It's disturbing to me that MLB hasn't done two things. First, it has been reluctant to acknowledge, either openly or to itself (so far as I know), that home plate umpiring is often pretty bad and occasionally terrible. I don't know whether the umpiring has gotten worse in the last few years, but now all umpiring errors on balls snd strikes are highly visible on TV and online, and a lot of fans are unhappy about it, especially when the bad calls are made at critical points in a game or playoff series or season. It doesn't help that national TV announcers never directly criticize umpiring, other than in code like "The Rays may have gotten a break there," or "That one was really close, could have gone either way," or "He's giving pitchers the low strike," or "Great framing job gets the strike call." You never hear, "Wow. The plate umpire missed another one. He's having a real bad night."
Second, MLB seems committed to doing very little or nothing to improve the situation. If the problem with improving the game stems from the rights of or threats from the umpires' union, that should be met head-on rather than used as an excuse for doing nothing.
Like a lot of fans, I think the answer is electronic umpiring for balls and strikes, and I understand that the technology exists to determine immediately whether any part of a pitched ball entered the three-dimensional strike zone. (It's fine with me if the plane from which the strike zone extends is changed from a pentagon to a rectangle.) But I don't know where that technology is because MLB doesn't talk about it. (Or maybe it has and I've missed the discussion.)
I am guessing that, even if the technology is now in place and seems usable, it will take a couple of years, or maybe more, from the public introduction of an electronic system to its use in major league games. During that time the system would be tested and evaluated in non-MLB games, and bugs in and complaints about it would be worked out. Over time, the new, more accurate system would be improved, and would be accepted or rejected. That clock should be running. (Granted, 2020 may have halted the testing since there were no minor lague or AFL games.) Yet MLB appears to be taking no steps to test electronic ball-and-strike technology under game circumstances.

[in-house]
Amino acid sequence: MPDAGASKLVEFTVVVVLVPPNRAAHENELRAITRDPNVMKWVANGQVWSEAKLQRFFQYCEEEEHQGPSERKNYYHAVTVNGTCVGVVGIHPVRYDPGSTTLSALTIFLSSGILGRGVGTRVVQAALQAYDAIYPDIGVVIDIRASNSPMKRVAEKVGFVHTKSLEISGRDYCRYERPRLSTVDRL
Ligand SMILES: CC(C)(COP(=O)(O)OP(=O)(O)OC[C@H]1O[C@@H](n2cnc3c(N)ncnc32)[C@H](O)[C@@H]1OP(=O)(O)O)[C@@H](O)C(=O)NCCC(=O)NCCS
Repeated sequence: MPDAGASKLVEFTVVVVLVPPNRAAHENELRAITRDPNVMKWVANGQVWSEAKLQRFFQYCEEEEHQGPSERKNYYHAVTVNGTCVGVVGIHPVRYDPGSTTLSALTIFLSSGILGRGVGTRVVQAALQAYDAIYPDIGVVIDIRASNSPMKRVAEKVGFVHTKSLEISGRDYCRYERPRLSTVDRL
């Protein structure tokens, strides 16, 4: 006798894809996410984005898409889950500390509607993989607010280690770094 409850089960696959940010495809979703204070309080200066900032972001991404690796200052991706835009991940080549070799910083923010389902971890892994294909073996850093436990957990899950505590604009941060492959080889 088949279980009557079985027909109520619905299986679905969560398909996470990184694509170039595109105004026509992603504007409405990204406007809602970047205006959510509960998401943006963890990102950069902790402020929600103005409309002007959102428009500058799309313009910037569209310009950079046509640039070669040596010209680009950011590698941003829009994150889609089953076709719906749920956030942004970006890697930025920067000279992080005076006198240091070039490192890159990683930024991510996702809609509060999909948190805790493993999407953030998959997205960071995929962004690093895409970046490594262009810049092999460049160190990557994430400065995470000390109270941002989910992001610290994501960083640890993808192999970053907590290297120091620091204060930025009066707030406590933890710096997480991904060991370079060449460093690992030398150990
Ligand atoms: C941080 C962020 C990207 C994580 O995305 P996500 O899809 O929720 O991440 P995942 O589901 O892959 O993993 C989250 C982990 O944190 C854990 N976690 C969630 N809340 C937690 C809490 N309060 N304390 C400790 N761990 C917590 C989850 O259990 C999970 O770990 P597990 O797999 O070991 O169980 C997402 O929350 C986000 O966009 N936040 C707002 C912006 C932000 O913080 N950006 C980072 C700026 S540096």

If MLB has resolved for some reason to stick with human umpiring for a while, it should consider suggestions to try to improve the quality of ball-and-strike calls. There are lots of ways to try to do this. For example, MLB could:
Get rid of umpires, or exempt them from home-plate duty, if their objectively scored performance deteriorates as they get older (perfectly legal)
Identify and recruit the best umpires from outside the U.S.
Instruct umpires that they are to follow the strike zone as it's defined in the rulebook, rather than utilize personalized strike zones
Instruct catchers that they are to try to keep their gloves where they catch the ball, and that intentiionally moving the glove into the strike zone will (a) result in a ball being called and (b) be grounds for a warning and then for ejection.
Set up the assignments so that really bad ball-and-strike umpires like Buckner and Hudson aren't behind the plate in postseason games
Permit, with some limits, catchers and batters to argue over strike calls, or at least create and enforce uniformly a set of rules for those arguments
Have all checked-swing calls made by the appropriate base umpire, with no appeal requirement
Have balls and strikes called by two umpires, one behind the plate calling whether a pitch passes over the plate and a second stationed in front of the stands, at ground level, directly to the side of home plate (or elsewhere, with a monitor to get that view) calling whether a pitch is high or low and immediately communicate that electronically to the other umpire.
Calling balls and strikes is difficult, and always has been. But it's also important and causing problems for the game, at leat in my opinion. There are steps that might improve the situation. Doing nothing isn't one of them.